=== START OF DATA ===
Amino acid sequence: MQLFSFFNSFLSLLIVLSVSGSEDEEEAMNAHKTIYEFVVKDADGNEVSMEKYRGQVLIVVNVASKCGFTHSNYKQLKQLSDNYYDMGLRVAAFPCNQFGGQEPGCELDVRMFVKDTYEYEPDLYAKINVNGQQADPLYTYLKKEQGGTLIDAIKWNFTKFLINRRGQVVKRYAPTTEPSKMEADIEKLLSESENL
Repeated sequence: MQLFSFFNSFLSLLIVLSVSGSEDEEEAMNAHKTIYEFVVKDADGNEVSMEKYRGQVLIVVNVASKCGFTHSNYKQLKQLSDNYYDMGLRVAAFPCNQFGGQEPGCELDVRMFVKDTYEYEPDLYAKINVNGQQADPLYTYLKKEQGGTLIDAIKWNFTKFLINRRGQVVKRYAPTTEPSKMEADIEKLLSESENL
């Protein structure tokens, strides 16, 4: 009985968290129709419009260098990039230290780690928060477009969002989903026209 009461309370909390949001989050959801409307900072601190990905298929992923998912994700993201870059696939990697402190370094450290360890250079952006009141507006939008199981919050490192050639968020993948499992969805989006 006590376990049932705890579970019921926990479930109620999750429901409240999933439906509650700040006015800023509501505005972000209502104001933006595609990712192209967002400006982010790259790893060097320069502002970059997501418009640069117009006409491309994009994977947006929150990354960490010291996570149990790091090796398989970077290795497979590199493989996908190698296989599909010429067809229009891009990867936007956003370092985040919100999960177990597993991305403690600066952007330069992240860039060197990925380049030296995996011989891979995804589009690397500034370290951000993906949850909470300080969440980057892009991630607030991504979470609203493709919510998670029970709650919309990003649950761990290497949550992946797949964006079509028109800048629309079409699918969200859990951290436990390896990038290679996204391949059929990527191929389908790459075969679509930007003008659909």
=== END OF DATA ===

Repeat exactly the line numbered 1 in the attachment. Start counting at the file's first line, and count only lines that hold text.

Amino acid sequence: MQLFSFFNSFLSLLIVLSVSGSEDEEEAMNAHKTIYEFVVKDADGNEVSMEKYRGQVLIVVNVASKCGFTHSNYKQLKQLSDNYYDMGLRVAAFPCNQFGGQEPGCELDVRMFVKDTYEYEPDLYAKINVNGQQADPLYTYLKKEQGGTLIDAIKWNFTKFLINRRGQVVKRYAPTTEPSKMEADIEKLLSESENL